What to expect
Virtual care refers to medical care that is provided through technology and not in-person, such as over the telephone or through online video conferencing (like Zoom or FaceTime).
Before providing you with virtual care, your physician or surgeon must:
- seek to understand any barriers you may face in participating in virtual care (such as limited access to technology) and address these barriers to the extent possible
- make sure they have proper training and skills to engage with you through virtual care
During the virtual care visit, your physician or surgeon must:
- tell you their name, where they are located, where they are licensed, what type of physician or surgeon they are, and confirm your identity if they have not met you before
- explain the appropriateness, limitations, and privacy issues related to virtual care to you during your first virtual care visit with them
- make sure that you are aware of anyone else who might be participating in the virtual care visit (such as other health-care professionals)
- provide you with an appropriate medical assessment based on your current symptoms or condition, history, medications, and limited physical examination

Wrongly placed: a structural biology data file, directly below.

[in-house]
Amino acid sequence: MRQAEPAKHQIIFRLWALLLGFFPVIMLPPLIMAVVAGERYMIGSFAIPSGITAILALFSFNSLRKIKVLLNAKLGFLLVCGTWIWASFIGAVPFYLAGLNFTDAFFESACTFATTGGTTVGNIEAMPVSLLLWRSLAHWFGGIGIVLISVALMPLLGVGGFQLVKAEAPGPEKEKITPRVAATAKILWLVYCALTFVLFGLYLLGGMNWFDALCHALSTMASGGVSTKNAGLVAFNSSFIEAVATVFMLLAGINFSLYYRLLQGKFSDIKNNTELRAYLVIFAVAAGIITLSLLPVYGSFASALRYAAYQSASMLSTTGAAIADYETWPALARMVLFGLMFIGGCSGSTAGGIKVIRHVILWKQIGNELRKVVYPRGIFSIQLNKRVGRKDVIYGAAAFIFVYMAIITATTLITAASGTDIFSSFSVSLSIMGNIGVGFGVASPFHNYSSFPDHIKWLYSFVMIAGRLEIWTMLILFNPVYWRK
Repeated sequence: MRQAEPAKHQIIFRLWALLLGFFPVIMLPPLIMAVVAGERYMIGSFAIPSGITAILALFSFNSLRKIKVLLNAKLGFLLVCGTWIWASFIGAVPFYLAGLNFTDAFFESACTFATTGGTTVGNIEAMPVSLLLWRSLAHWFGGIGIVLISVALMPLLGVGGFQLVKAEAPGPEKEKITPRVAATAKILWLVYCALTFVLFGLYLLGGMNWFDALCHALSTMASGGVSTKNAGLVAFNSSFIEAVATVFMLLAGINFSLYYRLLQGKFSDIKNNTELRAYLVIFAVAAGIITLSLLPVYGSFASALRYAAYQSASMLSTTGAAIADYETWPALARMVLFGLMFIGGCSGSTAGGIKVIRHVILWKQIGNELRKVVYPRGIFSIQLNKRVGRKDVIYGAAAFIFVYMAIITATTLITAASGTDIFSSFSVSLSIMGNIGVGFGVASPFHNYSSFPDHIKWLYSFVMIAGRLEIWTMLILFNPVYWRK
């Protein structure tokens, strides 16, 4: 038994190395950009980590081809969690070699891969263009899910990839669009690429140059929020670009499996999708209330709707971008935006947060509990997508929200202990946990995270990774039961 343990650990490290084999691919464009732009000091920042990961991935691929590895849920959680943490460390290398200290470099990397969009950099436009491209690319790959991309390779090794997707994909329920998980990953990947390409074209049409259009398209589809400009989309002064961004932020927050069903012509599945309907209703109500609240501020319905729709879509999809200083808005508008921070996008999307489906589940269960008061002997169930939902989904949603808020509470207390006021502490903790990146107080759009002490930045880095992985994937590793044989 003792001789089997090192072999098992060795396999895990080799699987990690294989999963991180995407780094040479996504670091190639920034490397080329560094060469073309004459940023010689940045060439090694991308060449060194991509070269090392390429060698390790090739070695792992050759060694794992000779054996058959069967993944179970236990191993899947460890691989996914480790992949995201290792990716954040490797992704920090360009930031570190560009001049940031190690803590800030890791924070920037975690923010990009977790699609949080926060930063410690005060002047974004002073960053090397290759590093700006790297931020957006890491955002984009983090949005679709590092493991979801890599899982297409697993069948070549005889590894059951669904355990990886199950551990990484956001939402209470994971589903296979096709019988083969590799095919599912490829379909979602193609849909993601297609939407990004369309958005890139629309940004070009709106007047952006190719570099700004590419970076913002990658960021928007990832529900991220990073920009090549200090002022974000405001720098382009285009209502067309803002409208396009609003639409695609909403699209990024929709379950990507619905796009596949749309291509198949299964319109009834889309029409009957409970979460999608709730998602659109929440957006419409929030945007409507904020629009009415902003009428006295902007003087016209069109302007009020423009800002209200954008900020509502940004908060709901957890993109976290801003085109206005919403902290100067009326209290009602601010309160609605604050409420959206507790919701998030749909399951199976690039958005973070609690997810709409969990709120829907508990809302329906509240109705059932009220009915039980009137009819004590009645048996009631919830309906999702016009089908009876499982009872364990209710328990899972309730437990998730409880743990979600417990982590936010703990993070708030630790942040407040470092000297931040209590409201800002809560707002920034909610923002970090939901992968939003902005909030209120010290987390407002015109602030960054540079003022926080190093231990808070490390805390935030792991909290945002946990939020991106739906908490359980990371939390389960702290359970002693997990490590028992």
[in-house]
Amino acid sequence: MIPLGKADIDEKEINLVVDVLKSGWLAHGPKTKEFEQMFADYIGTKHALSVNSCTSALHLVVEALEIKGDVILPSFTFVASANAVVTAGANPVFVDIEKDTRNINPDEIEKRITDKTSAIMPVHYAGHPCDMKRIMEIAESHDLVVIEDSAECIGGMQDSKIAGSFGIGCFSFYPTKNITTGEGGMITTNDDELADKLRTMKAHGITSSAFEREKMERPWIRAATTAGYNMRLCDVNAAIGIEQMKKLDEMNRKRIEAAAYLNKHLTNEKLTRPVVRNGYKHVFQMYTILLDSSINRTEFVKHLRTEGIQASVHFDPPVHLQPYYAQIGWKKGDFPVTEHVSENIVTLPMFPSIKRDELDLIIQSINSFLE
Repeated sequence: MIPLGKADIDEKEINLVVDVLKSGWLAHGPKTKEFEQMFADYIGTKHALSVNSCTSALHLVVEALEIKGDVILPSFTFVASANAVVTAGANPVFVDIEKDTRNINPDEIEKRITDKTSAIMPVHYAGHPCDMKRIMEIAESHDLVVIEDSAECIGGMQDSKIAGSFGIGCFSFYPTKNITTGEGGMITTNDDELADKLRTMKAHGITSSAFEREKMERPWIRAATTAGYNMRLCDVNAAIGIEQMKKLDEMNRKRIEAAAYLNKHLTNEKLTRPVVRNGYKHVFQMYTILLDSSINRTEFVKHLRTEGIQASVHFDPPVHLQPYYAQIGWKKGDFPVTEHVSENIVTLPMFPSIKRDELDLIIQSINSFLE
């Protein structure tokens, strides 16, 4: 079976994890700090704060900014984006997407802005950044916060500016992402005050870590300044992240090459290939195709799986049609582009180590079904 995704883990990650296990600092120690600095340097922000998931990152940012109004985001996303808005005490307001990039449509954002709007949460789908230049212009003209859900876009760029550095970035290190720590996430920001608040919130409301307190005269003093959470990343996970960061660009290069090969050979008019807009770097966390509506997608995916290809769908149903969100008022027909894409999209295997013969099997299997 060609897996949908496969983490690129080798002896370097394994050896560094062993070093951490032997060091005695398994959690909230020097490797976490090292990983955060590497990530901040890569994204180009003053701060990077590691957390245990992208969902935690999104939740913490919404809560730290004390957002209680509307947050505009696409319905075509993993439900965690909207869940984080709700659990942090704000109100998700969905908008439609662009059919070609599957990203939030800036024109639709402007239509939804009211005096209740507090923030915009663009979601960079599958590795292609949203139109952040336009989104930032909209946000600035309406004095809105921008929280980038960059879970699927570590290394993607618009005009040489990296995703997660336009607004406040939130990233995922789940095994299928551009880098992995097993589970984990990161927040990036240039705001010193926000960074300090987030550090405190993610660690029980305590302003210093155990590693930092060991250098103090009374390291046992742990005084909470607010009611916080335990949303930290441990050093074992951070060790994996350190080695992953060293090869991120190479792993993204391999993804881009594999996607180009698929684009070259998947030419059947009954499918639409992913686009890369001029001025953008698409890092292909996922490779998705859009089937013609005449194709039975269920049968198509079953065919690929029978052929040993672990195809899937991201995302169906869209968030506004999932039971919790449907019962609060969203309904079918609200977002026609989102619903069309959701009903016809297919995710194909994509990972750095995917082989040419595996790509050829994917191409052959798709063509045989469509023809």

- consider whether virtual care is the most appropriate way to provide you with care, and if an in-person assessment is necessary, they must arrange for a timely in-person assessment done by either themselves or another physician or nurse practitioner
- ensure that if you need a referral to a specialist that you are properly assessed beforehand
- not prescribe opioid medications, psychotropic medications or cannabis to you unless they have an ongoing treating relationship with you or they (or another licensed health-care practitioner with whom they are in direct contact) have personally examined you
- Note: For the purposes of initiating opioid agonist treatment (OAT), physicians can examine you either in-person or virtually.
Following the virtual care visit, your physician or surgeon must:
- maintain a medical record of the virtual care visit according to professional and legal requirements
- make sure that you have access to your medical record and that your record is available to other health-care professionals who may be providing you with ongoing care and treatment
- communicate appropriately with other health-care providers involved in your care
Read the College's practice standard.